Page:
Monday, April 13, 2015

Symphony No.1 in C-major by Muzio Clementi

      Here's The Philharmonia conducted by Francesco d'Avalos in Clementi's Symphony No. 1 in C Major. Though Clementi is known for his piano works, I am really enjoying his symphony.

Clementi lived from 1752 until 1832, so he was around when Haydn, Mozart and Beethoven were transoforming classical music. But right along with them, Clementi spent 50 years of his life as a performer, composer, publisher, teacher, arranger, and instrument maker. He is known as "the father of the pianoforte" because of his persistence on showcasing this new instrument at the time.

In this symphony you can already sense the stretching of the Classical style towards the Romantic style. There are stark contrasts, a variety in dynamics, all within rich harmonies and beautiful melodies.

Wednesday, April 1, 2015

Practice Tips for Hunter's Chorus, Suzuki Book 2

     We have already said that one of the goals of Book 2 is to take bowing to the next level. Chorus from Judas Maccabeus introduced us to using whole bow while  Musette introduced playing near the upper half and tip of the bow. But we can't neglect playing at the frog can we? Hunter's Chorus is written by Carl Maria van Weber. Here are some things to keep in mind along with playing near the frog.

I have always struggled to know how to break up the piece. Here is the best I have right now: part 1, m. 1 – 8 first note; part 2, m. 8 last note – m. 20 first note; part 3 m. 20 last note – m. 22; part 4, m. 23 – 26; part 5, m. 27 – end.

After playing a piece with whole bow, we are challenged to play at the frog. There are many ways to play this piece with the bow, so I am not saying this is the only way to play it.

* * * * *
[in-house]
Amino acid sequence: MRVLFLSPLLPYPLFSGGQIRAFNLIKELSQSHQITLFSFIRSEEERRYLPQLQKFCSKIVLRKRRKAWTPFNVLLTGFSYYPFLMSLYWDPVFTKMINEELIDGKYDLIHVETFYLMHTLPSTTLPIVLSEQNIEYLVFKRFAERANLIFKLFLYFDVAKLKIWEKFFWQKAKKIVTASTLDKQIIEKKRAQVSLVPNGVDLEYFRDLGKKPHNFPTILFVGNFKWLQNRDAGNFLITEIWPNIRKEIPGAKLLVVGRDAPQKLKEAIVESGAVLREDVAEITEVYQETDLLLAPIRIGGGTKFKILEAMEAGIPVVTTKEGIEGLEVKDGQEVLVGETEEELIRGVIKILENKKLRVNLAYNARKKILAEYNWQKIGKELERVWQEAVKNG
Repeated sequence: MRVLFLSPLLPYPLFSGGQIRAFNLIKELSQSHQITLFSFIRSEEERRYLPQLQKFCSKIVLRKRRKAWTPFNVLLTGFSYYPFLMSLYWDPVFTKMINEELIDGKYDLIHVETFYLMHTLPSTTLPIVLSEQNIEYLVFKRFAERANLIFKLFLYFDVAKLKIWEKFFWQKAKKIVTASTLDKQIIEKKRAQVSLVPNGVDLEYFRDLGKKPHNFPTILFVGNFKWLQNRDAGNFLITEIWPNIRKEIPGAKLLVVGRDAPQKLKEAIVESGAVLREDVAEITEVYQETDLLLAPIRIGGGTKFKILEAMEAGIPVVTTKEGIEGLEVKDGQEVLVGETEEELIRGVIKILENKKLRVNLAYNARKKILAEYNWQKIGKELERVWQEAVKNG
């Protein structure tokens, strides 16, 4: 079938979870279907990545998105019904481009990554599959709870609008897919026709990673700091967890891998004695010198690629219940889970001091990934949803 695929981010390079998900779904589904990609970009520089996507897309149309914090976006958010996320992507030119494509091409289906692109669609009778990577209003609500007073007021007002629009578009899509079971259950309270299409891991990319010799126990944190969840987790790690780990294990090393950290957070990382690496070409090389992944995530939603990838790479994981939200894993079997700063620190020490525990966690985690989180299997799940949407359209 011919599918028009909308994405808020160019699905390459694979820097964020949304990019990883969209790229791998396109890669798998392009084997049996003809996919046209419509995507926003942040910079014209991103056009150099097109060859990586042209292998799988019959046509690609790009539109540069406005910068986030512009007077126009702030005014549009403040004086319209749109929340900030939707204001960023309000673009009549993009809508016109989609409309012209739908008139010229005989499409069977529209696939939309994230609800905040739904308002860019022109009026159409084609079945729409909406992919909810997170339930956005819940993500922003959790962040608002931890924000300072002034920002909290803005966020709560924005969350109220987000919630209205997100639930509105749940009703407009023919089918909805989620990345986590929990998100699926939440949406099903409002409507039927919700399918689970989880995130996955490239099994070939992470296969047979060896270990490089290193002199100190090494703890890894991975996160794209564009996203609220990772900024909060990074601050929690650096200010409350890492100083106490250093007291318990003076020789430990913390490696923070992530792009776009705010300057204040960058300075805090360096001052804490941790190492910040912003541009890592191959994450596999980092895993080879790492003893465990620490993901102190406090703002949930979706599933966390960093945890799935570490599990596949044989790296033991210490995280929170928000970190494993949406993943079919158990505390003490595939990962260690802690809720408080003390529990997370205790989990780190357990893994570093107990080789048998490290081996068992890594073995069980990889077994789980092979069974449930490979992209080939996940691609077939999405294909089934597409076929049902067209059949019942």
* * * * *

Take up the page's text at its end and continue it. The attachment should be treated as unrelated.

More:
This word appears as ff, which gives us an idea already of what it means. If f  (forte) means loud, then ff means very loud. We see this word towards the end of the piece in measure 31, where we use the most bow possible no longer staying at the frog.

1st and 2nd Ending.
Composers have always sought ways to keep from writing out sections that repeat and this is one way. We notice that in m. 33-34 there is a bracket over the measures with a number 1 on the left side. This means that you play those measures then repeat from measure 23, where there is a repeat sign. On the repeat you do not play the first ending again, but jump directly to the last two measures which is the second ending.

1. Practice the bow exercises at the frog and then ff.

2. Clap and say the note names to work on the rhythm. Make sure to take your time so that you can really become comfortable with the notes and rhythms.

3. Just like in Chorus from Judas Macabeus play all the slurs as hook bow, stopping between each note. This will be especially helpful in seeking to get all four notes in 1 beat, since they are sixteenth notes. This is one of the strategies that Dr. Suzuki employed in learning the piece.

4. Practice m. 21-22 working with the open D strings, big and fast down bows.

5. Play m. 23-24 big bow on the accent and shorter stop-bow on the staccato, notice that it is similar to m. 21-22 in that we have long-short-short combinations.

6. Now, work on m. 25-26, 29-30 where we play two notes down bow smoothly, slurring them, then a short and light up bow on the staccato note. You can also lift the bow on the staccato up-bows for a more artistic flavor.

7. Lastly, m. 31-32 has ff, so we have to use whole bow with an emphasis on the first and last note of each measure.

8. Pick four songs from Book 1 per day to play at the frog.

9. Play all three songs back-to-back to continue to build your stamina. If you really want to challenge yourself, start back in book 1 with #8, Allegro and play all the way through Hunter's Chorus.

There's a lot more than can be done and that's where your private teacher will lead. Remember to give priority to your private teacher's directions as he or she knows you best.